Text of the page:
@quinnj

quinnj Aug 11, 2014

Member

+1. I actually think [] should default to Any[]. It seems like you want an Any array much more often than a None array.

Member

quinnj commented Aug 11, 2014

+1. I actually think [] should default to Any[]. It seems like you want an Any array much more often than a None array.

@jiahao

This comment has been minimized.

Show comment
Hide comment
@jiahao

jiahao Aug 11, 2014

Member

+1
Related: the automatic concatenation of arrays is a real gotcha when trying to construct a list of arrays like [[1, 2, 3], [4, 5, 6]]. Currently using {} in the outermost brackets is pretty much the most convenient way to skirt around the concatenation.

Member

jiahao commented Aug 11, 2014

+1
Related: the automatic concatenation of arrays is a real gotcha when trying to construct a list of arrays like [[1, 2, 3], [4, 5, 6]]. Currently using {} in the outermost brackets is pretty much the most convenient way to skirt around the concatenation.

@jakebolewski

This comment has been minimized.

Show comment
Hide comment
@jakebolewski

jakebolewski Aug 11, 2014

Member

It would be nice to decouple this as then dicts and sets get first class syntax syntax support. Right now dict and array syntax is a bit muddled.

Member

jakebolewski commented Aug 11, 2014

It would be nice to decouple this as then dicts and sets get first class syntax syntax support. Right now dict and array syntax is a bit muddled.

@StefanKarpinski

This comment has been minimized.

Show comment
Hide comment
@StefanKarpinski

StefanKarpinski Aug 11, 2014

Member

The only corner case where dict and array syntax overlap is the empty case. We may want to think a bit about using the { } syntax for something else, just because those bracket pairs are so precious.

Member

StefanKarpinski commented Aug 11, 2014

The only corner case where dict and array syntax overlap is the empty case. We may want to think a bit about using the { } syntax for something else, just because those bracket pairs are so precious.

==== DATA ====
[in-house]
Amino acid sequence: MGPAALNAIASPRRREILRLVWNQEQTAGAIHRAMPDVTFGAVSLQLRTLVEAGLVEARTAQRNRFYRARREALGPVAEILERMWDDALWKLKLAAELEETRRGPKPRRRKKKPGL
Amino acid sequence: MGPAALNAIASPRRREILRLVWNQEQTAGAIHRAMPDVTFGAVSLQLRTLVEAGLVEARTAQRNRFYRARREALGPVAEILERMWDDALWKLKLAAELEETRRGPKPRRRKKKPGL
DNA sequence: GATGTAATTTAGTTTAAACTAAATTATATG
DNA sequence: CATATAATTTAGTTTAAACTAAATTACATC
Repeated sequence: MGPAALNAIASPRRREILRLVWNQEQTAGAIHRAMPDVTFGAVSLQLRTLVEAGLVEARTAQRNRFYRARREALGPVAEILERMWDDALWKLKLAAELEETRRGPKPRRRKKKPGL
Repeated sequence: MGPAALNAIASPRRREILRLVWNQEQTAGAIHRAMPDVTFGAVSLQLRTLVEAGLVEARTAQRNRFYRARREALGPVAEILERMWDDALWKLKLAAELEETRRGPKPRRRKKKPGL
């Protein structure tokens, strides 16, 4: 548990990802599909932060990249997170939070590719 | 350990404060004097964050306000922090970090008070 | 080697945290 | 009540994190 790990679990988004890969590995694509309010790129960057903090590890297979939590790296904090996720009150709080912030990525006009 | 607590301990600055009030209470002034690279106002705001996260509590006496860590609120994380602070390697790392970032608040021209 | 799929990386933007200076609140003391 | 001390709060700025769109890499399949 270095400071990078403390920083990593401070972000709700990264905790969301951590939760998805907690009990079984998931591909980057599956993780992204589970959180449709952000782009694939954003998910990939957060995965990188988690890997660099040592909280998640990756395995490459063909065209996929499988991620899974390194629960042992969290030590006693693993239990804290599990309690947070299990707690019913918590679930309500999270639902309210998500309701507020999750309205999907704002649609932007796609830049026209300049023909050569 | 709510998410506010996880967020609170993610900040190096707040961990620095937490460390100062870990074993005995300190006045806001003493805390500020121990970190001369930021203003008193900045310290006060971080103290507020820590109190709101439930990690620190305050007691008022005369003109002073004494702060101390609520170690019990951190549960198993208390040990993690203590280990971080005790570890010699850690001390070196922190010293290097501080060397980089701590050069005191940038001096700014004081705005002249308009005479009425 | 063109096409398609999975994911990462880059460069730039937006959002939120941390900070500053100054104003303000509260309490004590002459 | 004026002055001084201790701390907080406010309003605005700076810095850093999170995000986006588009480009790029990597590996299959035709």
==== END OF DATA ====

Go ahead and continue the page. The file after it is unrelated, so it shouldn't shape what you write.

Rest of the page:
@StefanKarpinski

This comment has been minimized.

Show comment
Hide comment
@StefanKarpinski

StefanKarpinski Aug 11, 2014

Member

I agree, however, that we should thoroughly rethink array syntax (concatenation, empty arrays, dicts) and semantics (views, slicing behavior). I'm thinking we should codename 0.4 "phoenix rising" and give it a really dramatic logo.

phoenix-rising

Member

StefanKarpinski commented Aug 11, 2014

I agree, however, that we should thoroughly rethink array syntax (concatenation, empty arrays, dicts) and semantics (views, slicing behavior). I'm thinking we should codename 0.4 "phoenix rising" and give it a really dramatic logo.

phoenix-rising

@JeffBezanson

This comment has been minimized.

Show comment
Hide comment
@JeffBezanson

JeffBezanson Aug 11, 2014

Member

+1 to all of that. The lack of convenient notation for nested arrays (or n-d arrays) is pretty annoying. We could have

  • [[1,2], [3,4]] does not concatenate
  • [a b; c d] still concatenates
  • {a b; c d} still does not concatenate, but constructs better-typed arrays
Member

JeffBezanson commented Aug 11, 2014

+1 to all of that. The lack of convenient notation for nested arrays (or n-d arrays) is pretty annoying. We could have

  • [[1,2], [3,4]] does not concatenate
  • [a b; c d] still concatenates
  • {a b; c d} still does not concatenate, but constructs better-typed arrays
@IainNZ

This comment has been minimized.

Show comment
Hide comment
@IainNZ

IainNZ Aug 11, 2014

Member

That all sounds amazing. Got bit, again, by [[1,2], [3,4]] today

Member